Celebrating the 6th Annual SHU Media Exchange
Media Contact: Harshal Varpe, Outreach Producer
FOR IMMEDIATE RELEASE
SACRED HEART UNIVERSITY’S 6TH ANNUAL MEDIA EXCHANGE
TO EXPLORE IMPACTS OF FAKE NEWS
(Fairfield, CT – May 17, 2017) Sacred Heart University’s School of Communications and Media Arts (SCMA) will be hosting its 6th annual SHU Media Exchange, June 22, with an interactive and live discussion titled “Fake News, Real Problems: Journalism and Education in the Digital Era.” The free event, will take place at 6 p.m. in SHU’s Martire Business and Communications Center. Produced entirely by graduate students, the program will also be streamed live on WSHU Public Radio Website – www.wshu.org.
Former NBC/CBS News anchor Faith Daniels will return as the moderator for this year’s event. The other members of our expert panel will include:
· Simon T. Bailey - a motivational, Hall of Fame speaker and best-selling author.
· Ellen McDonnell - a retired former National Public Radio news executive.
· Professor Belinha De Abreu - a media literacy educator expert.
The panelists will discuss their thoughts on current issues regarding “fake news,” how it affects society and the problems it causes real problems. Audience members will have the opportunity to share their opinions as well.
Event faculty adviser Joseph Alicastro, believes that this year’s topic is crucial to the foundation of our democracy, stating: “I do worry that many Americans are not getting their information from reliable sources.” Professor Alicastro is SHU’s director of news and broadcasting and has advised the Exchange from its start in 2011.
Professors, staff and graduate students are working hard on preparation and eagerly awaiting this year’s forum. “Approximately 40 students are all working together towards a shared goal of creating a meaningful program and exploring an important issue in the media industry. Because the topic of fake news is so important and so ‘in the news’, I’m more excited than ever about the prospects of this year’s SHU Media Exchange,” Alicastro said.
In addition to the open forum, the media exchange will highlight the SCMA graduate students and their talents, giving visitors a hands-on look at what the school’s graduate program has to offer. Guests are also invited to continue the conversation, and network with industry professionals, alumni and students at pre and post event receptions. Tours of Martire Center be offered.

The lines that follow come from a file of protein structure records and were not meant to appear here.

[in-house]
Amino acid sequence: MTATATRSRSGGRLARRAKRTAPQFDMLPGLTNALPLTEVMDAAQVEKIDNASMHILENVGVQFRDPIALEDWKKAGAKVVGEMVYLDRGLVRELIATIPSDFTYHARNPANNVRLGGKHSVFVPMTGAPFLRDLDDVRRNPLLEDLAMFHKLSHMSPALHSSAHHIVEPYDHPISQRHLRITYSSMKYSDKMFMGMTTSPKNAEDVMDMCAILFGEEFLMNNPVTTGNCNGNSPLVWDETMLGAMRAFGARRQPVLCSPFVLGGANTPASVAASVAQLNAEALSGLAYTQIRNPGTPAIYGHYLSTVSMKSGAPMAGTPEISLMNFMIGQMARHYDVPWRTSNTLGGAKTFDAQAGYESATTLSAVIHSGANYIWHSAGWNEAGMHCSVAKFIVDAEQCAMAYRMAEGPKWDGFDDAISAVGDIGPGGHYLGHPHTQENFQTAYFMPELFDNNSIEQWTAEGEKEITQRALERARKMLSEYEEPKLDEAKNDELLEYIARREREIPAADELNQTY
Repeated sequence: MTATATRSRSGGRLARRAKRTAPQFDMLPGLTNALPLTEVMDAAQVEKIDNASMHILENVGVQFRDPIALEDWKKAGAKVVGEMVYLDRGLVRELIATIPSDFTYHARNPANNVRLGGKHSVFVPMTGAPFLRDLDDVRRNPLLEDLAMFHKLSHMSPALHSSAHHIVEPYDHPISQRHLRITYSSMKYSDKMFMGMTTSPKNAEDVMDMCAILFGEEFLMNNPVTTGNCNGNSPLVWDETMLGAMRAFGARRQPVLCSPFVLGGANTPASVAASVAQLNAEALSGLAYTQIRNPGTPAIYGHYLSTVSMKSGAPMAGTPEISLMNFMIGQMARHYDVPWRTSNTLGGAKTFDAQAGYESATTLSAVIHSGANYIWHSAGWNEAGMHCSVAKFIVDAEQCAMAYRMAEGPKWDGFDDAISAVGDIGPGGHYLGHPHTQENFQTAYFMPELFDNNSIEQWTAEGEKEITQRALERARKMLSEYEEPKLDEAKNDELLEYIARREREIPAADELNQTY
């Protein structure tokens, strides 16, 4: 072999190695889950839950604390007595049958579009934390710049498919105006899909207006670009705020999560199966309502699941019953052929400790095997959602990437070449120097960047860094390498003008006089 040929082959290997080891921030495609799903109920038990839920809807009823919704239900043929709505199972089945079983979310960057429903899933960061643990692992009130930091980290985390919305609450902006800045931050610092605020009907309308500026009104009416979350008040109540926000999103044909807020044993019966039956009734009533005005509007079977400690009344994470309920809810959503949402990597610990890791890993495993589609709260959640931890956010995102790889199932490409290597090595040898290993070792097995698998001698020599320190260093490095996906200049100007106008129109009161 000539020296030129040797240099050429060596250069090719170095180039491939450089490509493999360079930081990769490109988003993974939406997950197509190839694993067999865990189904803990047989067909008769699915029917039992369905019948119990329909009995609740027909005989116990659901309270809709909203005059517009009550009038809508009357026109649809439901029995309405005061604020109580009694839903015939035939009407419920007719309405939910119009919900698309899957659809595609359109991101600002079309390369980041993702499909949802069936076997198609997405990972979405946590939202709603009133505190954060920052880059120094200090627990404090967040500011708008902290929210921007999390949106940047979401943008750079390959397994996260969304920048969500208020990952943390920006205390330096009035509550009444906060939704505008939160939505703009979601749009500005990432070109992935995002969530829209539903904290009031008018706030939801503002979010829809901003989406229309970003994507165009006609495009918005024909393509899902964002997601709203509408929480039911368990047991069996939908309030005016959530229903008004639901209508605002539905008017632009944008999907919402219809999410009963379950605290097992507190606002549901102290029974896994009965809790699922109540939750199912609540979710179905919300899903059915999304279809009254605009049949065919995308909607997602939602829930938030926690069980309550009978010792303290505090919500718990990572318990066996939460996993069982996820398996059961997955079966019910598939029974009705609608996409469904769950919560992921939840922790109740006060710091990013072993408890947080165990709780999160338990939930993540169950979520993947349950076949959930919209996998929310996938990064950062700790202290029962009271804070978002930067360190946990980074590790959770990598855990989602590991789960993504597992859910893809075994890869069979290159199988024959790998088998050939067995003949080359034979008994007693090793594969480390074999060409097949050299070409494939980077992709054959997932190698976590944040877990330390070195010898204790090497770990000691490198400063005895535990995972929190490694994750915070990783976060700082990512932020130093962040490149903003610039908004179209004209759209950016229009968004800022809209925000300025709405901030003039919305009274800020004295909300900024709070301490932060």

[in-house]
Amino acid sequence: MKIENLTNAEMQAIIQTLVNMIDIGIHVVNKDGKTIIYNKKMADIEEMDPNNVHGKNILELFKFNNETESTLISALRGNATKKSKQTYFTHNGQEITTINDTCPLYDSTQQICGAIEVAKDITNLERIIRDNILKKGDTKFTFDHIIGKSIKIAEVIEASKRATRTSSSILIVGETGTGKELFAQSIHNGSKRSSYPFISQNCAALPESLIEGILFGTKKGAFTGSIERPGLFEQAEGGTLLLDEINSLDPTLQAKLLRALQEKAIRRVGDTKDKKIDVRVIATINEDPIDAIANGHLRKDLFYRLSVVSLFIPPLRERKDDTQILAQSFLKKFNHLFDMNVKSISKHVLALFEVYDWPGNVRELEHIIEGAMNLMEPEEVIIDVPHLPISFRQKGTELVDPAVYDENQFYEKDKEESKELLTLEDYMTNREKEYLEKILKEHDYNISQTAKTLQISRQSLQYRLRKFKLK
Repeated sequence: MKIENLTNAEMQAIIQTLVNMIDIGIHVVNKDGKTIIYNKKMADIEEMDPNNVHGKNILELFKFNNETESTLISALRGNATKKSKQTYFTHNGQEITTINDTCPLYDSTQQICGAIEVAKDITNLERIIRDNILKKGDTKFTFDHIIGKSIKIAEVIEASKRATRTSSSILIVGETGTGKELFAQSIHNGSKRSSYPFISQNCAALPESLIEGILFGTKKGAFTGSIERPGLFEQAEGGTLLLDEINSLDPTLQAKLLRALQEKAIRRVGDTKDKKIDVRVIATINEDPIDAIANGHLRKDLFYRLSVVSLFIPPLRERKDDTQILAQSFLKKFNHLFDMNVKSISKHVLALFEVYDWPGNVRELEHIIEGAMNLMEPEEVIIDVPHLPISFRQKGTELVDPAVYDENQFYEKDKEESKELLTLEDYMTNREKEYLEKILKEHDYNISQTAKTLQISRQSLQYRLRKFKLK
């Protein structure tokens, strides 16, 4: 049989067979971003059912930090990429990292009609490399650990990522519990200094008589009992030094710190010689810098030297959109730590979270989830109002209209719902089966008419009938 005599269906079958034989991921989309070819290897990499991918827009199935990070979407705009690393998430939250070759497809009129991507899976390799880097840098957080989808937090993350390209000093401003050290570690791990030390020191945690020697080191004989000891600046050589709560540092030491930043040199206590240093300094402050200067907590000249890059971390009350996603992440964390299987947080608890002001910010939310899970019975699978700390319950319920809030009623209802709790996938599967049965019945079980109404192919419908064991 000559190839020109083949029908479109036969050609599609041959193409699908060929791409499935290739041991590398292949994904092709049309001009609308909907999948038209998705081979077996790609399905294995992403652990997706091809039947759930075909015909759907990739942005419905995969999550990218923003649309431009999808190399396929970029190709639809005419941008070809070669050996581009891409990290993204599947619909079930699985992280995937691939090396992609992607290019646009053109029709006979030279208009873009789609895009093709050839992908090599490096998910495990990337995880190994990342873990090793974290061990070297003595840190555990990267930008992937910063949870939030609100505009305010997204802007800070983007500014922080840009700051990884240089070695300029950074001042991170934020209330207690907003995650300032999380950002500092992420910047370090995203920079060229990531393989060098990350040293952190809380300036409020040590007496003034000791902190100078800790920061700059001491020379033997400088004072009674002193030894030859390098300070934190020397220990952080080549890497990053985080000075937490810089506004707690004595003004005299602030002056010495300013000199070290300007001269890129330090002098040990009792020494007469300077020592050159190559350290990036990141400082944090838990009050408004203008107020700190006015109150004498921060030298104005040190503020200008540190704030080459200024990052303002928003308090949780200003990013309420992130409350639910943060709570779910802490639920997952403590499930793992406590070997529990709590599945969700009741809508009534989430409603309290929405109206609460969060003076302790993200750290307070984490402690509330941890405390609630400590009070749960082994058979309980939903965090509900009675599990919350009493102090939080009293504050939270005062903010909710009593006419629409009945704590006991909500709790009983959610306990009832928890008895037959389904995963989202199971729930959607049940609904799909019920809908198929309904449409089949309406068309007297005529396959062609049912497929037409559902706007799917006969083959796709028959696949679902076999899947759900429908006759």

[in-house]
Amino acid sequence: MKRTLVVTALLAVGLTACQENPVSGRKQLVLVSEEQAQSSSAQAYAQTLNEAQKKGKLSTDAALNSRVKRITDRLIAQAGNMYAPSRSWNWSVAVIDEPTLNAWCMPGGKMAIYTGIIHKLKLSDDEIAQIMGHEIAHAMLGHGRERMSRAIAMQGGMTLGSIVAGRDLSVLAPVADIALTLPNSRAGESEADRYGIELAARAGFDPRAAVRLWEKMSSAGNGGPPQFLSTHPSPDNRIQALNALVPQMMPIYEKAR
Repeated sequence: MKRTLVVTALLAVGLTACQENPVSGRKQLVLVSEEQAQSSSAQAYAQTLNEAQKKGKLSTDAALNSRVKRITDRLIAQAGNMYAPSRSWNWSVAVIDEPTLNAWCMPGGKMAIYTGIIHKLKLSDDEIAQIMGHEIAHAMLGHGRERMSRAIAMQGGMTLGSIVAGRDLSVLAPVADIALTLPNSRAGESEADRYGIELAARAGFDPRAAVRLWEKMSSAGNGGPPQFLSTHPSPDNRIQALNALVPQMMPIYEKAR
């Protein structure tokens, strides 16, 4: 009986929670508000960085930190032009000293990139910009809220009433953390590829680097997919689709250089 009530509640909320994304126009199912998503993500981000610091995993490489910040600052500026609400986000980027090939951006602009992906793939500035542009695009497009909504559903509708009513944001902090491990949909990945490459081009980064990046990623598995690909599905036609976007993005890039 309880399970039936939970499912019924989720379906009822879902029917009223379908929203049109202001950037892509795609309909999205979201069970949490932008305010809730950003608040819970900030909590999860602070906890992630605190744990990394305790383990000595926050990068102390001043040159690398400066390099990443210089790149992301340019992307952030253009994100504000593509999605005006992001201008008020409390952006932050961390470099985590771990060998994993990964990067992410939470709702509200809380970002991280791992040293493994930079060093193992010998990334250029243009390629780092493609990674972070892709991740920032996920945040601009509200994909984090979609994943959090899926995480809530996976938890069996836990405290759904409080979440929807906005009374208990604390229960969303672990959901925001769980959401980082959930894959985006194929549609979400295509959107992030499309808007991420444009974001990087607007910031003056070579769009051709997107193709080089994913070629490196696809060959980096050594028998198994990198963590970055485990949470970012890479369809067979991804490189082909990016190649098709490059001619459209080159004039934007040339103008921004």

For more information, please contact Harshal Varpe at email@example.com
About SHU Media Exchange
The SHU Media Exchange connects students from Sacred Heart University’s Master of Arts in Communication Program (MACOMM) with established professionals and innovative leaders from the media industry. Since 2012, the event has provided MACOMM students the opportunity to put their skills and knowledge to the test by having them design, create, and present a live-streamed event for the public.
Harshal Varpe, Outreach Producer
FOR IMMEDIATE RELEASE
PIECING IT TOGETHER: SIXTH ANNUAL SHU MEDIA EXCHANGE DISCUSSES “FAKE NEWS” IN THE MEDIA
FAIRFIELD, CONN. — Former NBC/CBS News Anchor Faith Daniels discussed the phenomenon and impact of “fake news” with a panel of veteran media and educational experts, on Thursday, June 22, 2017 at the Martire Business and Communications Center at Sacred Heart University.
Daniels, who returned as moderator at this year’s 6th annual Media Exchange event, titled “Fake News, Real Problems: Journalism and Education in the Digital Era”, led an open and interactive discussion on current media-related issues. The importance of critical thinking, media literacy and citizenship were emphasized to help keep the phenomenon of fake news in check.
Many subjects about “fake news” were discussed, from definitions to potential solutions. The conversation was easy going as Daniels and her three panelists took turns in sharing their opinions on the matter.
When asked if the words “fake news” have lost meaning panelist Dr. Belinha De Abreau agreed, “We should use the words bias and propaganda to actually delineate the differences, fake news changes the focus and is a distraction from what's really going on.”
Daniels discussed the historic similarities of propaganda between today and George Orwell’s “1984”: “Journalism is printing what someone else does not want printed: everything else is public relations.”
When asked how fake news made his job more difficult, WSHU Public Radio’s Senior Political Reporter, Ebong Udoma shared a story of his coverage of a Trump rally held at Sacred Heart University last year, “as soon as they saw me coming with my microphone, they called me fake news. It took awhile, but I told them I would be fair, and have their viewpoints.”
The SHU Media Exchange connects students from Sacred Heart University’s Master of Arts in
Communication Program (MACOMM) with established professionals and innovative leaders from the
media industry. Since 2012, the event has provided MACOMM students the opportunity to put their skills
and knowledge to the test by having them design, create, and present a live-streamed event for the public.